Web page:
Ethical Economics & Conscious Consumerism in SSA.

The Social Enterprise World Forum (SEWF)[1]is taking place in October 2019 for the first time in a developing nation – East Africa’s most populous nation, Ethiopia, home to an estimated 55,000 social enterprises[2]. Motivated by a multiplicity of factors, not least of all the desire to invest responsibly and a commitment to global strategies for climate change and poverty alleviation, the USD502bn impact investment sector is upping the ante in its search for viable projects in Africa, which SEWF Addis attests to. Indeed, the advent of the forum has provided us with an opportunity to reflect on recent trends and developments we’re seeing within the impact space in SSA. Here are five of our favourites: 

·      Connecting creators to the heart of consumers: Consumers the world over are becoming increasingly discerning and global brands like H & M understand this well. The Swedish international retailer announced this month that it has selected two social enterprises whose wares will be introduced into its stores in five European countries[3]. One of them is All Across Africa[4], which connects handmade products by African rural artisans with competitive, global marketplaces. It is part of a trend of international retailers not only teaming up with local producers, but rather, celebrating the people behind the products by sharing their narrative and bolstering socially conscious supply chains. Fashion label Yevu is another example of this movement, drawing its content and inspiration from Ghanaian women in the informal sector and selling mainly in stores in Melbourne, Sydney and London. It promises to pay its workforce above the living wage and “every child of every Yevu team member attends school[5]”.  

·      ‘Mission first, profit second’ open for debate: Typically, social enterprise means “mission first” rather than profit first, which is the approach we adopted when conducting research on behalf of The British Council on social enterprise in Kenyaand Ghanarecently. But for Anna Robertson, Yevu founder, a social enterprise must understand the commercial imperatives above all else. “Our purpose is important, but if you don’t have a product that people want, then forget about it. It’s product or service first. The purpose has to come secondary[6].”

·      Local community-centred design. We spent some time with some incredibly open and intelligent students from San Francisco’s Miller Centre, who spent two months on an immersive trip to better understand the basket weaving communities in Bolgatanga. The artisans’ beautiful designs have become emblematic of the art and culture of Ghana’s Upper East Region and in 2017 alone, USD800,000 worth of baskets were exported to key markets such as the UK, US and Australia[7]. For two months, these students worked closely with artisans and after this experience they felt that a major takeaway from the experience was the need to understand the beneficiary community extremely well and learn what really matters to them, before you can really know “what impact looks like”. It can’t be done effectively, remotely.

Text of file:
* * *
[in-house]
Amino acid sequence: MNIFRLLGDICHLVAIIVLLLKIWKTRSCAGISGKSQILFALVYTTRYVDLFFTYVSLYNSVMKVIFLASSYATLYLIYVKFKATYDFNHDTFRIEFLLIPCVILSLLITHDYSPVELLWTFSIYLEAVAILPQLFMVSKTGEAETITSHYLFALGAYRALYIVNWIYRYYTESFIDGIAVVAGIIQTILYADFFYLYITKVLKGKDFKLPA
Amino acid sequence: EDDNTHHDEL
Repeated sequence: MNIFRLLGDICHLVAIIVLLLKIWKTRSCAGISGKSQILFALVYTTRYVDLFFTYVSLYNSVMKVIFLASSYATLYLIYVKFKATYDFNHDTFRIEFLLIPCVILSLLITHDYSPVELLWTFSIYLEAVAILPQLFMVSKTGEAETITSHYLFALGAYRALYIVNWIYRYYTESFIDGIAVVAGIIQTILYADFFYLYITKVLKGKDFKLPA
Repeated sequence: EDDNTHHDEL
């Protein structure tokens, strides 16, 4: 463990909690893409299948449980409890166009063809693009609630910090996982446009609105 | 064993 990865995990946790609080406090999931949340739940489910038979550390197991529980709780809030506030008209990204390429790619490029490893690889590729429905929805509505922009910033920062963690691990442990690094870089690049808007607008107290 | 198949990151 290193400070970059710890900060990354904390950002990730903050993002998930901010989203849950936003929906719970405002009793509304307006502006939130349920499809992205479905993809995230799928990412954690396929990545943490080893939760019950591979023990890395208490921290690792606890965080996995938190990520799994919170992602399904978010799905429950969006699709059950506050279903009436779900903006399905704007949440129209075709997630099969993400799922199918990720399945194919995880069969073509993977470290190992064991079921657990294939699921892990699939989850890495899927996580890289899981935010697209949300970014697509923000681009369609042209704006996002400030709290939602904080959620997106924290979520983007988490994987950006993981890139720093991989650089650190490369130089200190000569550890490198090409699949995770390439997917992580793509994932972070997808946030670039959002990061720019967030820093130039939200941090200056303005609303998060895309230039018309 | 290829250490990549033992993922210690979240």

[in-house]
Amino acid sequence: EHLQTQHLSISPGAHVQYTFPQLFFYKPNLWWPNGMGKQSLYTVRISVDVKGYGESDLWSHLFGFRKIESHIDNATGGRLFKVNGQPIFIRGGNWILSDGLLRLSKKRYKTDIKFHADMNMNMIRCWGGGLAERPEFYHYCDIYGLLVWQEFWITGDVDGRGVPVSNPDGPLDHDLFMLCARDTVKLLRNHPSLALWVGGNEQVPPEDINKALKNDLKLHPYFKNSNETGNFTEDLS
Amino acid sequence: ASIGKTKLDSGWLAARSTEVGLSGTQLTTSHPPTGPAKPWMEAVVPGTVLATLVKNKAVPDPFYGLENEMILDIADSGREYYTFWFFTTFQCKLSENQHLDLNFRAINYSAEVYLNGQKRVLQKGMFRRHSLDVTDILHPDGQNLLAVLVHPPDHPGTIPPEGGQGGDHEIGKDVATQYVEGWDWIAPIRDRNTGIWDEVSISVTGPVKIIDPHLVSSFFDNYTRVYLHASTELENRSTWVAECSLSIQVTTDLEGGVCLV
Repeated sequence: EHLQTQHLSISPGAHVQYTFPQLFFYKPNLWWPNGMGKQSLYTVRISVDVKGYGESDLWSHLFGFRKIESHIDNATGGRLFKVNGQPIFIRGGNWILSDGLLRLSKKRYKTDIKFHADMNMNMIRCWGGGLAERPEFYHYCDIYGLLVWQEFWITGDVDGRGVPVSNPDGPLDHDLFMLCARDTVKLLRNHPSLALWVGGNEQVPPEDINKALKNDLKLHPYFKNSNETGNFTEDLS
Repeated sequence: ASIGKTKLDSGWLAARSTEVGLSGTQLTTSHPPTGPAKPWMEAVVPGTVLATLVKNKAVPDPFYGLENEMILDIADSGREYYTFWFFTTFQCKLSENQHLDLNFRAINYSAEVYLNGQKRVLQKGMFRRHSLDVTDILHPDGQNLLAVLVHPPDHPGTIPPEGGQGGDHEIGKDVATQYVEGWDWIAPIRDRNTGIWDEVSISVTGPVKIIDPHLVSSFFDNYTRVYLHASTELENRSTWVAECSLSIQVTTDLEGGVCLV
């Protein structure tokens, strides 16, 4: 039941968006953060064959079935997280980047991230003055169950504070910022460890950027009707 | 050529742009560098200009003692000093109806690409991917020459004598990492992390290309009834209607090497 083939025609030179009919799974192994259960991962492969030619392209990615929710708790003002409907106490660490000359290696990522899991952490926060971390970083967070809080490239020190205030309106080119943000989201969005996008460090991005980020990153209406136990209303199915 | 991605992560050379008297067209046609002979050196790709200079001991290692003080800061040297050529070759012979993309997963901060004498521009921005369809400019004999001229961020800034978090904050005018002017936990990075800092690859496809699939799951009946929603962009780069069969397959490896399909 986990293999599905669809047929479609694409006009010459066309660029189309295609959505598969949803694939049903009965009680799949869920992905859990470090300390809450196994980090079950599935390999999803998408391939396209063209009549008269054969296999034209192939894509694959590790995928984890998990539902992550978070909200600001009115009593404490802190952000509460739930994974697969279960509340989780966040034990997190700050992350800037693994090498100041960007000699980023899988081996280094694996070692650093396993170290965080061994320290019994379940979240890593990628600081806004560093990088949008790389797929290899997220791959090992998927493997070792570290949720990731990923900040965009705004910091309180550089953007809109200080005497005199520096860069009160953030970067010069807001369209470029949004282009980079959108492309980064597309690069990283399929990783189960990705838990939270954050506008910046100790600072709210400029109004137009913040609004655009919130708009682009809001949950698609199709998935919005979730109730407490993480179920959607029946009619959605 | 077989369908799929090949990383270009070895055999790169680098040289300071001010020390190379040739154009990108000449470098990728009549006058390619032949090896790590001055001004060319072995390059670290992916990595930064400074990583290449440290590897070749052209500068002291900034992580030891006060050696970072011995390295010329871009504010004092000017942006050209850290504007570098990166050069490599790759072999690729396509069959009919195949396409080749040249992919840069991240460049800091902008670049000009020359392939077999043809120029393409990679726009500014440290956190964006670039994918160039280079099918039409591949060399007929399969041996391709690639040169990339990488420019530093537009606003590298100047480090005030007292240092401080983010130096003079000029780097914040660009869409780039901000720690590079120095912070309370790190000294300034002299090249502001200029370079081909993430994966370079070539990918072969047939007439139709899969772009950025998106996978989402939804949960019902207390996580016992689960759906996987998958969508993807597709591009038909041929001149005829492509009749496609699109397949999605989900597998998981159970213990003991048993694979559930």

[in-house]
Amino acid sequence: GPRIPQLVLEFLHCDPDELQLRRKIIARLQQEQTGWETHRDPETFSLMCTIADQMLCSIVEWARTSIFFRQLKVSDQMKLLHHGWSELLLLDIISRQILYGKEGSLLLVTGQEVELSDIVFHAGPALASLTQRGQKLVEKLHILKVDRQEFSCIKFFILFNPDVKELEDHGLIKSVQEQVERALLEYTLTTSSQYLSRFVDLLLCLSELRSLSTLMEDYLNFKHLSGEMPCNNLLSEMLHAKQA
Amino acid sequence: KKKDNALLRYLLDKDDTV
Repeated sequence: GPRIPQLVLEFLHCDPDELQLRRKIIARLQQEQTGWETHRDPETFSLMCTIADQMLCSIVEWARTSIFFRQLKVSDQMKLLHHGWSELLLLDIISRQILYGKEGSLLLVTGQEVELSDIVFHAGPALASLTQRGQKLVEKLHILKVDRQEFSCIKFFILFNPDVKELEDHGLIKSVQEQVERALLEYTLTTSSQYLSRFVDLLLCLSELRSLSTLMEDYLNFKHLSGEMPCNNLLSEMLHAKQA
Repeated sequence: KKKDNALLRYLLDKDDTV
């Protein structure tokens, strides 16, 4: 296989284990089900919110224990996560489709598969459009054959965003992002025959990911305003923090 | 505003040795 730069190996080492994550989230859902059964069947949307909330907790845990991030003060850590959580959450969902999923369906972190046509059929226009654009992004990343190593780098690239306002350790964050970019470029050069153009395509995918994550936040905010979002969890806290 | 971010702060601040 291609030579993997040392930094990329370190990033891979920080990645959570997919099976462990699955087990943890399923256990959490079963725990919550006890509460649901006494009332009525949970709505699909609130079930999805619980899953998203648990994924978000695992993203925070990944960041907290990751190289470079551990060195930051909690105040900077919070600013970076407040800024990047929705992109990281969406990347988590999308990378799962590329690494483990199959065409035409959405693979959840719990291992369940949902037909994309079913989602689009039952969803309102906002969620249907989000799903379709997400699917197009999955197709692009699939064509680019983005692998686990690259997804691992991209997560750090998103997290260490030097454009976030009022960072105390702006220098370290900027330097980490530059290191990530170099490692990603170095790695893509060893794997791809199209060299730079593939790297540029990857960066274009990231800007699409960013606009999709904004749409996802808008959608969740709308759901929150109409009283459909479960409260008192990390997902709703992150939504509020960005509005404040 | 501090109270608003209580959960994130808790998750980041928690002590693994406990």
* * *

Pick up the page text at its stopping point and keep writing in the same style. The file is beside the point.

·      Financial inclusion through legislative change. In Cote d’Ivoire, impending legislative change to laws governing marriage and property will have far-reaching ramifications for women and the economy more broadly.  The World Bank estimates that gender parity will see the nation moving to middle income status and earning between USD6-USD8billion over time[8]. Now that the bill has been approved by parliament, it is only the president’s assent that sits between women having an equal say as men on how joint marital property is managed and the current situation in which only the husbands exercise this right[9]. The reforms will also afford widows with the right to inherit property[10]. Traditionally, the death of a husband leads to the transfer of property to his male relatives, leaving the widow destitute. But the reforms will see women becoming more economically empowered, enabling them to even use property as collateral for loans for businesses.

·      Learning on the job:We’ve been having some extremely interesting conversations around how sustainable impact goes hand in hand with behavioural change. These shifts in approach and mindset can be learned, and organisations such as Footprints Africa[11], which is a proponent of “business as a force for good at scale” are committed to stimulating new ways of thinking in business. South Africa’s Social Enterprise Academy “[provides] transformational learning and development” such that social enterprises achieve their potential by offering a range of programmes including “courageous communication skills” and “theory of change”[12]. 

If you are interested in learning more about the topics discussed here, please do get in touch: